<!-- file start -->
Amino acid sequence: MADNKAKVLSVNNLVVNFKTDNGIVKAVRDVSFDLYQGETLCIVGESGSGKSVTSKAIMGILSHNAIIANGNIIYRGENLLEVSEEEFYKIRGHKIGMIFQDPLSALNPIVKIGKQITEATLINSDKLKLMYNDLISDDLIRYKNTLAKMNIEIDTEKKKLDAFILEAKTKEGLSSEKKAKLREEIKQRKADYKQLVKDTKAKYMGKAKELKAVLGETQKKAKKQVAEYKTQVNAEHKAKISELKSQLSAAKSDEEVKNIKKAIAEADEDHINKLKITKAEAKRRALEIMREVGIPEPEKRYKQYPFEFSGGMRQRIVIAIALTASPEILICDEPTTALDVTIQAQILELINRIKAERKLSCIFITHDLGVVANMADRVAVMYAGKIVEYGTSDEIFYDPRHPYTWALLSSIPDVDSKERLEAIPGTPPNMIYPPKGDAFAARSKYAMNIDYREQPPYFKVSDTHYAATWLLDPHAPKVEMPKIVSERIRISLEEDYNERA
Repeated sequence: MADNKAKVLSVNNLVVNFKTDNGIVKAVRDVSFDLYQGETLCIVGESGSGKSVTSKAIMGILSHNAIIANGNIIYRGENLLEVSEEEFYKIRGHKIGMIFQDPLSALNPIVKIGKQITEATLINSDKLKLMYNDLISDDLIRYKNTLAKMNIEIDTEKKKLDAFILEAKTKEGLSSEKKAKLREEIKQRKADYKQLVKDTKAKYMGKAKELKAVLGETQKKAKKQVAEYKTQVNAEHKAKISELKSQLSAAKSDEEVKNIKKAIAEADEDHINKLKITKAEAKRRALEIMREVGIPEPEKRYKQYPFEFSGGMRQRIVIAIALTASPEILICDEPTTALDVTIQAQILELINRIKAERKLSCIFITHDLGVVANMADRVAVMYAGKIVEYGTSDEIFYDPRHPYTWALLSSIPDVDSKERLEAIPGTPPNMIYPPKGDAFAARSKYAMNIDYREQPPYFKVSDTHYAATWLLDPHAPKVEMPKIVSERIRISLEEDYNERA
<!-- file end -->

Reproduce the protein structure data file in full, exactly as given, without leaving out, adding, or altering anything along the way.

Amino acid sequence: MADNKAKVLSVNNLVVNFKTDNGIVKAVRDVSFDLYQGETLCIVGESGSGKSVTSKAIMGILSHNAIIANGNIIYRGENLLEVSEEEFYKIRGHKIGMIFQDPLSALNPIVKIGKQITEATLINSDKLKLMYNDLISDDLIRYKNTLAKMNIEIDTEKKKLDAFILEAKTKEGLSSEKKAKLREEIKQRKADYKQLVKDTKAKYMGKAKELKAVLGETQKKAKKQVAEYKTQVNAEHKAKISELKSQLSAAKSDEEVKNIKKAIAEADEDHINKLKITKAEAKRRALEIMREVGIPEPEKRYKQYPFEFSGGMRQRIVIAIALTASPEILICDEPTTALDVTIQAQILELINRIKAERKLSCIFITHDLGVVANMADRVAVMYAGKIVEYGTSDEIFYDPRHPYTWALLSSIPDVDSKERLEAIPGTPPNMIYPPKGDAFAARSKYAMNIDYREQPPYFKVSDTHYAATWLLDPHAPKVEMPKIVSERIRISLEEDYNERA
Repeated sequence: MADNKAKVLSVNNLVVNFKTDNGIVKAVRDVSFDLYQGETLCIVGESGSGKSVTSKAIMGILSHNAIIANGNIIYRGENLLEVSEEEFYKIRGHKIGMIFQDPLSALNPIVKIGKQITEATLINSDKLKLMYNDLISDDLIRYKNTLAKMNIEIDTEKKKLDAFILEAKTKEGLSSEKKAKLREEIKQRKADYKQLVKDTKAKYMGKAKELKAVLGETQKKAKKQVAEYKTQVNAEHKAKISELKSQLSAAKSDEEVKNIKKAIAEADEDHINKLKITKAEAKRRALEIMREVGIPEPEKRYKQYPFEFSGGMRQRIVIAIALTASPEILICDEPTTALDVTIQAQILELINRIKAERKLSCIFITHDLGVVANMADRVAVMYAGKIVEYGTSDEIFYDPRHPYTWALLSSIPDVDSKERLEAIPGTPPNMIYPPKGDAFAARSKYAMNIDYREQPPYFKVSDTHYAATWLLDPHAPKVEMPKIVSERIRISLEEDYNERA